I recently purchased Stroustrup’s C++11 book [1], after borrowing it a number of times from the Markham public library (it’s very popular, and only offered for short term loan) . Here are some notes of some bits and pieces that were new to me for this round of reading.

## nothrow new

In DB2 we used to have to compile with -fcheck-new or similar, because we had lots of code that predated new throwing on error (c++98). There is a form of new that explicitly doesn’t throw:

void * operator new( size_t sz, const nothrow_t &) noexcept ;


I don’t know if this was introduced in c++11. If this was a c++98 addition, then it should be used in almost all the codebases new calls. When I left DB2 there were still some platform compilers (i.e. AIX xlC which doesn’t use the clang front end like linuxppcle64 xlC) that were not c++11 capable, so if this explicit nothrow isn’t c++98, it probably can’t be used.

## Unnamed function parameters

It is common to see function prototypes without named parameters, such as

void foo( int, int ) ;


I did not realize that is also possible in the function definition, as in code like the following where a parameter has been dropped or left as a placeholder for future use

void foo( int x, int )
{
printf( "%d\n", x ) ;
}


Not naming the parameter is probably a good way to get rid of unused parameter warnings.

This is very likely not a c++11 addition. I just didn’t realize the language allowed for it, and had never seen it done.

## No return attribute

Looks like __attribute__ extensions are being baked right into the language, as in

[[noreturn]] void exit( int ) ;


I wonder if this is also in the plan for C?

C++11 explicitly requires static variable constructors are initialized using a “call-once” mechanism

class x
{
public:
x() ;
} ;

void foo( void )
{
static x v() ;
}


Here there is no data race if foo() is executed concurrently in a number of threads. I remember seeing DB2 code that did this (and opening a defect to have it “fixed”), since I had no idea if it would work. We didn’t (and couldn’t yet) use -std=c++11, so it’s anybody’s guess what that does without that option and on older pre c++11 compilers.

## Implied type initializer lists.

In a previous post I mentioned the c++11 uniform initialization syntax, but the basic idea is that is instead of

int x(1) ;
int y(0) ;


or

int x = 1 ;
int y = 0 ;


c++11 now allows

int x{1} ;
int y{} ;


Here the variables are initialized with values 1, and 0 (the default). The motivation for this was to provide an initializer syntax that could be used with container classes. Here’s another variation on the initializer list initialization

int x = int{} ;
int y = int{3} ;


which can be reduced to

int x = {} ;
int y = {3} ;


where the types of the lists are implied. I don’t see much value add to use this equals-list syntax in the examples above. Where this might be useful is in templated code to provide defaults

template <typename T>
void foo( T x, T v = {} ) ;


## Runtime values for default arguments.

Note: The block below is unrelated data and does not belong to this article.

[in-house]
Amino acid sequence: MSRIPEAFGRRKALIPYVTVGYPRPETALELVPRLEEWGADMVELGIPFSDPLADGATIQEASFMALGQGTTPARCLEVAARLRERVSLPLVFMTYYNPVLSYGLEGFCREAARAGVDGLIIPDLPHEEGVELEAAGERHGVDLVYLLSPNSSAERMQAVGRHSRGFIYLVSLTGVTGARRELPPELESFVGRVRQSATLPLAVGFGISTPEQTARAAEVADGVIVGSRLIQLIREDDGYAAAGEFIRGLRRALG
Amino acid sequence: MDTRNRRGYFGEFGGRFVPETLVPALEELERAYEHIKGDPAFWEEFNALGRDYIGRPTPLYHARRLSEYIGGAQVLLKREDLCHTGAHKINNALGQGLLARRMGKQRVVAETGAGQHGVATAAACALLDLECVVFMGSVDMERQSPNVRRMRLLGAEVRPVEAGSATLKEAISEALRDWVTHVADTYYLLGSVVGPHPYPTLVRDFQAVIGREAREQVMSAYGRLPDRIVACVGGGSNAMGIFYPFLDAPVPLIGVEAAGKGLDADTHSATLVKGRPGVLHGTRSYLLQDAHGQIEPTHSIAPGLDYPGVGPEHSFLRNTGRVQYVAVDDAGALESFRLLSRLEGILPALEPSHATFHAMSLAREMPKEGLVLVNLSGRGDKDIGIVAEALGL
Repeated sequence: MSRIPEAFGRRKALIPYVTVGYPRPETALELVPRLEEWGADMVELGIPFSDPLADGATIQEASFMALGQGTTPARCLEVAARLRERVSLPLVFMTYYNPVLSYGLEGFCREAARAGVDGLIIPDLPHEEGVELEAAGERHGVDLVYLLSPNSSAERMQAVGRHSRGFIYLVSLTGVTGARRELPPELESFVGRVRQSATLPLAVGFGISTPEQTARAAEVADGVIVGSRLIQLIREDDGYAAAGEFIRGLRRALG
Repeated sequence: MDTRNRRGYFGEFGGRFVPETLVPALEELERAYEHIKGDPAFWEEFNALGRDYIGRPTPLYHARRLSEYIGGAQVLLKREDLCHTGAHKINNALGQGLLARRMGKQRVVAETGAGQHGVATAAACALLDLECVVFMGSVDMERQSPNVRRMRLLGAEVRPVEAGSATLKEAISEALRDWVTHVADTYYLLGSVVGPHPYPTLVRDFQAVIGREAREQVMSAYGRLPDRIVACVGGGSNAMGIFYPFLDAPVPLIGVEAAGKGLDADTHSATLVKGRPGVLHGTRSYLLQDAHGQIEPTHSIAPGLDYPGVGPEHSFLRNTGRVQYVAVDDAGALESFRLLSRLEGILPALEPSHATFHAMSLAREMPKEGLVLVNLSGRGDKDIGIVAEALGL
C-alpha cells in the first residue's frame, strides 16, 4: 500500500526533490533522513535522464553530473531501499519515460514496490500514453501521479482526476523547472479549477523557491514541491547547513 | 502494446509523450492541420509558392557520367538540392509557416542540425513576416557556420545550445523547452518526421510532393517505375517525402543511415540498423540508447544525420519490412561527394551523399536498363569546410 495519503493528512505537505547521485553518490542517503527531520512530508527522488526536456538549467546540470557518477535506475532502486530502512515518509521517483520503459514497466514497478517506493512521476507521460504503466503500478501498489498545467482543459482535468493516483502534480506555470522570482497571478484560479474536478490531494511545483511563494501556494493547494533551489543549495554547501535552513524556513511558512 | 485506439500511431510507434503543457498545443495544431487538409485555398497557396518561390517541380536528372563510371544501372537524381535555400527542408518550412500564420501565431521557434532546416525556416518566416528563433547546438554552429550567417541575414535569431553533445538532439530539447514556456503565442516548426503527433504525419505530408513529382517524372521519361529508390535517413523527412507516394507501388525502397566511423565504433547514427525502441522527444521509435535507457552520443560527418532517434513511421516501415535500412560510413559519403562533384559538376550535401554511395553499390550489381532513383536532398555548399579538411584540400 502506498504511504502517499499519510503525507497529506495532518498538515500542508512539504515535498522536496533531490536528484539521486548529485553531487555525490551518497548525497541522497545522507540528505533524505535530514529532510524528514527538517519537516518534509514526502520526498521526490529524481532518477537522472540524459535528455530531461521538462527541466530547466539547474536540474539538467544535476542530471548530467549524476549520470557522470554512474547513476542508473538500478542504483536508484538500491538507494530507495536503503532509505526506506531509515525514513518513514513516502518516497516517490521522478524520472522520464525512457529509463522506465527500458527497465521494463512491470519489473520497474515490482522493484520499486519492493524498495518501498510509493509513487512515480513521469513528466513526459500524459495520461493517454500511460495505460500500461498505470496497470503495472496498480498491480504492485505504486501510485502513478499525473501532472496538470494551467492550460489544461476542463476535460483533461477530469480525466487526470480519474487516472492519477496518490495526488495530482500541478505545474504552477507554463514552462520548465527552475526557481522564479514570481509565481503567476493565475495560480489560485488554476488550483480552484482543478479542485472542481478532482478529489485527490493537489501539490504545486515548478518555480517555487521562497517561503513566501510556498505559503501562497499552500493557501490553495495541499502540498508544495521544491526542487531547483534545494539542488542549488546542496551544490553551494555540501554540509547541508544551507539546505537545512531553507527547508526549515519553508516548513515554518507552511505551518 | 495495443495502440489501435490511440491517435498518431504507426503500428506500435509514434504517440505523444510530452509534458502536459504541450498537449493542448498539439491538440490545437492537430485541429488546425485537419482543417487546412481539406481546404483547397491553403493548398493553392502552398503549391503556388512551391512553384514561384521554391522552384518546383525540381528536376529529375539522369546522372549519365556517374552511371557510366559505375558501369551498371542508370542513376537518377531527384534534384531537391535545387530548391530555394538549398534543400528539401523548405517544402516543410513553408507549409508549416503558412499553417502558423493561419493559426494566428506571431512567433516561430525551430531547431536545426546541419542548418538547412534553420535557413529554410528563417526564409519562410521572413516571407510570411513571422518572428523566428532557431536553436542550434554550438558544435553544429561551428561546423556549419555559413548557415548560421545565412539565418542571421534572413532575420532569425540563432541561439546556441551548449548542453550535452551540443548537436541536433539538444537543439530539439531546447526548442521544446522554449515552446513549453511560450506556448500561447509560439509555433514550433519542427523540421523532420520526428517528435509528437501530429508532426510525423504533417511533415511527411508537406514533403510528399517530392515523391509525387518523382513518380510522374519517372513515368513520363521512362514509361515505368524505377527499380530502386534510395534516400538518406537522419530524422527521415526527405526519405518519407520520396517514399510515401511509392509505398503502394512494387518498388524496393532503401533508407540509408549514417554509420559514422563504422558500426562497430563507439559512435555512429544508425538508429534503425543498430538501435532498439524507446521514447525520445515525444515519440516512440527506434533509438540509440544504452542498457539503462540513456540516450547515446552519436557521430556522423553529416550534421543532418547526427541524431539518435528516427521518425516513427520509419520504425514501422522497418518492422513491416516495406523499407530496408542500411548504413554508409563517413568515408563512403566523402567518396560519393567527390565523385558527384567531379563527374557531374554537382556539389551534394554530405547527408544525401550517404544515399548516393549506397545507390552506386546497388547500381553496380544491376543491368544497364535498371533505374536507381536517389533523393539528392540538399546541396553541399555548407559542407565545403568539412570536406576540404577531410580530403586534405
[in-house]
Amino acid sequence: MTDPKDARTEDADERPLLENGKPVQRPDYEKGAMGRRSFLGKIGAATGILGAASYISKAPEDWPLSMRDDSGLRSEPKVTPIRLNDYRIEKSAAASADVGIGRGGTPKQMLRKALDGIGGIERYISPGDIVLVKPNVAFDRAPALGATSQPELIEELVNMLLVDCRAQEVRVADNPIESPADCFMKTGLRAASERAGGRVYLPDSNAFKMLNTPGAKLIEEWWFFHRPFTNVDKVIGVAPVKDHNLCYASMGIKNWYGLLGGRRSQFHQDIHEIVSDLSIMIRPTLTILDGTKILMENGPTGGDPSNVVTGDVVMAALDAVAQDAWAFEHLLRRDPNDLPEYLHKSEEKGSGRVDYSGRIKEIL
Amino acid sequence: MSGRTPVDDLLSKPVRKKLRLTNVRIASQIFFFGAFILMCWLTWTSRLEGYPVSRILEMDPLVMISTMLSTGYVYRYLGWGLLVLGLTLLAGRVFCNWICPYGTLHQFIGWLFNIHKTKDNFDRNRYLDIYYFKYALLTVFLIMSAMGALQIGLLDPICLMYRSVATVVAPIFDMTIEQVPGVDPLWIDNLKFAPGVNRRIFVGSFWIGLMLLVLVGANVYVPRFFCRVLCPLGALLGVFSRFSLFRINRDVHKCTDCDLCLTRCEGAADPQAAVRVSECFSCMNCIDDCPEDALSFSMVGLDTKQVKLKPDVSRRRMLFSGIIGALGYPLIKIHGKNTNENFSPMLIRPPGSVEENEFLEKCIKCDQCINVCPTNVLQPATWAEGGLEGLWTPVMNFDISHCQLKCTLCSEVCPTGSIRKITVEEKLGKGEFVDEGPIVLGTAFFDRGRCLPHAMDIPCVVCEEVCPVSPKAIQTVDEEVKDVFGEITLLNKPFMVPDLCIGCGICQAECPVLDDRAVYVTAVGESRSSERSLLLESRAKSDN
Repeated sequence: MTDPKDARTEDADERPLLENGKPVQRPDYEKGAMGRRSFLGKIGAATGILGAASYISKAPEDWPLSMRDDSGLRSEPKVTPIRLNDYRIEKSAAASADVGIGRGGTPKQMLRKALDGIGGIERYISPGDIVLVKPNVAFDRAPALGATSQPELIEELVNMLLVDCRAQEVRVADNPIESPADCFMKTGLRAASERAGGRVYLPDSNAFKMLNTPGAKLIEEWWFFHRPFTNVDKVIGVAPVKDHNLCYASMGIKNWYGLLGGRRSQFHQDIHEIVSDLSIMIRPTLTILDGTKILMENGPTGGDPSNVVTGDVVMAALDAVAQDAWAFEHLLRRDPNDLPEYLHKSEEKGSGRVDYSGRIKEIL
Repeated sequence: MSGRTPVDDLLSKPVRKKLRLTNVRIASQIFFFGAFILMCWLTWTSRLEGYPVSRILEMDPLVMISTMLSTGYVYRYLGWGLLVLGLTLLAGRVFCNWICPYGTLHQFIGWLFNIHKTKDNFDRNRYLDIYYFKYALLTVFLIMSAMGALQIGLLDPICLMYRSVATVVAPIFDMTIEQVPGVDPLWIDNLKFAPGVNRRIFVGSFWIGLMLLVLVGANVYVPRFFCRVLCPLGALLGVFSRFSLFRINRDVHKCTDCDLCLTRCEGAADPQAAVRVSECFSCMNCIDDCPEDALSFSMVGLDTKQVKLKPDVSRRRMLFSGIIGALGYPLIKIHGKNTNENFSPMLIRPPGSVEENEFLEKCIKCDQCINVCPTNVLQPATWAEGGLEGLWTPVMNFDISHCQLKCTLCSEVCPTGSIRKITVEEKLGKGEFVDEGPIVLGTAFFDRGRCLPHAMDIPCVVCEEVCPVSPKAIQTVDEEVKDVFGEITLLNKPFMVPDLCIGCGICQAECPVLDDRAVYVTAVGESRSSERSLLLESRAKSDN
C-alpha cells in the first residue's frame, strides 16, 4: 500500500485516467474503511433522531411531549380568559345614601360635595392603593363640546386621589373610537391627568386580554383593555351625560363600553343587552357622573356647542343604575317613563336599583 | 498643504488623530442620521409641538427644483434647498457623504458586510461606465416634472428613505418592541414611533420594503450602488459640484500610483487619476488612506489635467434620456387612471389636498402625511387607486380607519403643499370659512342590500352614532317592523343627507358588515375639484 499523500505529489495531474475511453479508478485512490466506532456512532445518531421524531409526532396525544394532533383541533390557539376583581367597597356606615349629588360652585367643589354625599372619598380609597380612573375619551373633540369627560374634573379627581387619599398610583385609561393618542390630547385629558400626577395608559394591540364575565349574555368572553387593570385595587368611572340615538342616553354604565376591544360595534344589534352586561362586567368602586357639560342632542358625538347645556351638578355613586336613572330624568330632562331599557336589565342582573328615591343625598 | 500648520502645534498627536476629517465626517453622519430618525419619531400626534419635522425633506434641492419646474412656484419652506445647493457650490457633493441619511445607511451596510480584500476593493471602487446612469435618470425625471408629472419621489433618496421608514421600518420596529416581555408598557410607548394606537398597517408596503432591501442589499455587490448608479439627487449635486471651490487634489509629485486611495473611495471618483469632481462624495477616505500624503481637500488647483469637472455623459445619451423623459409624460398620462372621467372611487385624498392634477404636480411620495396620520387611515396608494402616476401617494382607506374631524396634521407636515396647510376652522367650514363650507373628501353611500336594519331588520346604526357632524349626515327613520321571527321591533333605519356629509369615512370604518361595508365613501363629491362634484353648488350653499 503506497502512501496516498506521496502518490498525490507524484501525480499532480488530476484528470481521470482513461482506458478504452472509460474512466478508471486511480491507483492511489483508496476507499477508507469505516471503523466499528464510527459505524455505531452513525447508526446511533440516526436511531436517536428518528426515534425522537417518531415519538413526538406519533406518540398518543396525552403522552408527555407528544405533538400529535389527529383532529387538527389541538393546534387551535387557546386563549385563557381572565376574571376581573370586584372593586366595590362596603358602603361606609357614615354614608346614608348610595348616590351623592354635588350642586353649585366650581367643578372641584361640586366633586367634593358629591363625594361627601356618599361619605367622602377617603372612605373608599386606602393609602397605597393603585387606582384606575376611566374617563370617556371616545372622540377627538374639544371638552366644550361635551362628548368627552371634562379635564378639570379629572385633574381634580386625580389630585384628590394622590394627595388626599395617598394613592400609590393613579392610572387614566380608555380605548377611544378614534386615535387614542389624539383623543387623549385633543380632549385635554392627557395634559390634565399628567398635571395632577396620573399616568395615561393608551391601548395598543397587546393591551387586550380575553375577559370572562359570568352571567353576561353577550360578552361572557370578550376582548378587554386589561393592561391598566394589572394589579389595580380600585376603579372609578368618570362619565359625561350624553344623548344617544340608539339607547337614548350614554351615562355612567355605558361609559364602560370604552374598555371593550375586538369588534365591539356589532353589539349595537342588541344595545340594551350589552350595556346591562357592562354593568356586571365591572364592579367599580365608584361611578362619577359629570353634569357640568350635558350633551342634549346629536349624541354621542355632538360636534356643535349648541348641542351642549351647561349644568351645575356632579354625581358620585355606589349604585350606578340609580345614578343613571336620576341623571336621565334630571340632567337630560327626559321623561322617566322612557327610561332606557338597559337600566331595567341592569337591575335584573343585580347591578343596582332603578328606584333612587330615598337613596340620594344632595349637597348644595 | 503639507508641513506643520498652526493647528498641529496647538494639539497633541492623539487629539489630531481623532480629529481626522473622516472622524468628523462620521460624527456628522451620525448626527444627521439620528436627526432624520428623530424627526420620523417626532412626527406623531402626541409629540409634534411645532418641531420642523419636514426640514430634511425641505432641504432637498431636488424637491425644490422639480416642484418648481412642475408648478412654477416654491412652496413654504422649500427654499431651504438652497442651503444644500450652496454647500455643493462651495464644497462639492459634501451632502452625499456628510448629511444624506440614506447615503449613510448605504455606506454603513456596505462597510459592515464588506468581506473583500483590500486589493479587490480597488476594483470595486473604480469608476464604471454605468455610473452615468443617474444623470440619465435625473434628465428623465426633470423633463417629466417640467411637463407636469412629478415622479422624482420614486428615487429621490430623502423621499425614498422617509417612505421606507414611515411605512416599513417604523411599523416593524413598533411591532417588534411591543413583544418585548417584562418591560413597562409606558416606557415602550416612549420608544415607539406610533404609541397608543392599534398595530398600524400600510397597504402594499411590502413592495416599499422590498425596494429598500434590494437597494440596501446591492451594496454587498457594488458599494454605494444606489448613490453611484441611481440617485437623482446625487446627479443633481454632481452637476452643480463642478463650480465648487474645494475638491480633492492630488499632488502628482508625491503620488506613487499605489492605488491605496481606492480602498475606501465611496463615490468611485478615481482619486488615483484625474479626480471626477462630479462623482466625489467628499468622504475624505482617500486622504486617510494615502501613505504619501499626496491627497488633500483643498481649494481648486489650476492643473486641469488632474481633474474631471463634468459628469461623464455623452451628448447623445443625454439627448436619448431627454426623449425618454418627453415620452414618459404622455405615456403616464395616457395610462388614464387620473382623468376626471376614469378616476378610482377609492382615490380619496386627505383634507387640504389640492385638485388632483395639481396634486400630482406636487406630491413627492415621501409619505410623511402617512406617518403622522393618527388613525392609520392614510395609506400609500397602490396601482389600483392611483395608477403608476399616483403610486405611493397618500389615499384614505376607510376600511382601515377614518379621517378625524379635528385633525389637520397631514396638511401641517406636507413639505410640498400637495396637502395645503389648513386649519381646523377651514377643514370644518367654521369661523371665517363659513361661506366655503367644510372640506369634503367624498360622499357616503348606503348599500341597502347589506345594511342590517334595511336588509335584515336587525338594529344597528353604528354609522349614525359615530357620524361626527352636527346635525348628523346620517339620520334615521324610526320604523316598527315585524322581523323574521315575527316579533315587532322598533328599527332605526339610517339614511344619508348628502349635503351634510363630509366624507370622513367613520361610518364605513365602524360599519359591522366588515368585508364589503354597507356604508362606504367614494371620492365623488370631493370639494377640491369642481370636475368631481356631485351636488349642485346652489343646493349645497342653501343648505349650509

I don’t know if this is new to C++11, but the book points out that default arguments can be runtime determined values. Initially, my thought on this was that it is good that is not well known, since it would be confusing. I did however, come up with a scenerio where this could be useful. I wrote some code like the following the other day

extern bool g ;

inline int foo( )
{
int res = 0 ;

if ( g )
{
// first option
}
else
{
// second option
}

return res ;
}


The global g was precomputed at the shared library startup point (effectively const without being marked so). My unit test of this code modified the value of g, which was a hack and I admit ugly. It looked like

BOOST_AUTO_TEST_CASE( basicTest )
{
for ( auto b : {false, true} )
{
g = b ;

int res = foo() ;

BOOST_REQUIRE( res >= 0 ) ;
}
}


This has a side effect of potentially changing the global. A different way to do this would have been

extern bool g ;

inline int foo( bool internalOverrideOfGlobalForTesting = g )
{
int res = 0 ;

if ( internalOverrideOfGlobalForTesting )
{
// first option
}
else
{
// second option
}

return res ;
}


The test code could then be rewritten as

BOOST_AUTO_TEST_CASE( basicTest )
{
for ( auto b : {false, true} )
{
int res = foo( b ) ;

BOOST_REQUIRE( res >= 0 ) ;
}
}


This doesn’t touch the global (an internal value), but still would have allowed for testing both codepaths. The fact that this “feature” exists may not actually be in this case, since my interface was a C interface. Does a

## noexcept

Functions that intend to provide a C interface can use the noexcept keyword. That allows the compiler to enforce the fact that such functions should provide a firewall that doesn’t let any exceptions through. Example:

// foo.h
#if defined __cplusplus
#define EXTERNC extern "C"
#define NOEXCEPT noexcept
#else
#define EXTERNC
#define NOEXCEPT
#endif

EXTERNC void foo(void) NOEXCEPT ;

// foo.cc
#include "foo.h"
int foo( void ) NOEXCEPT
{
int rc = 0 ;
try {
//
}
catch ( ... )
{
// handle error
rc = 1 ;
}

return rc ;
}


If foo does not catch all exceptions, then the use of noexcept will drive std::terminate(), like a throw from a destructor does on some platforms.

# References

[1] Bjarne Stroustrup. The C++ Programming Language, 4th Edition. Addison-Wesley, 2014.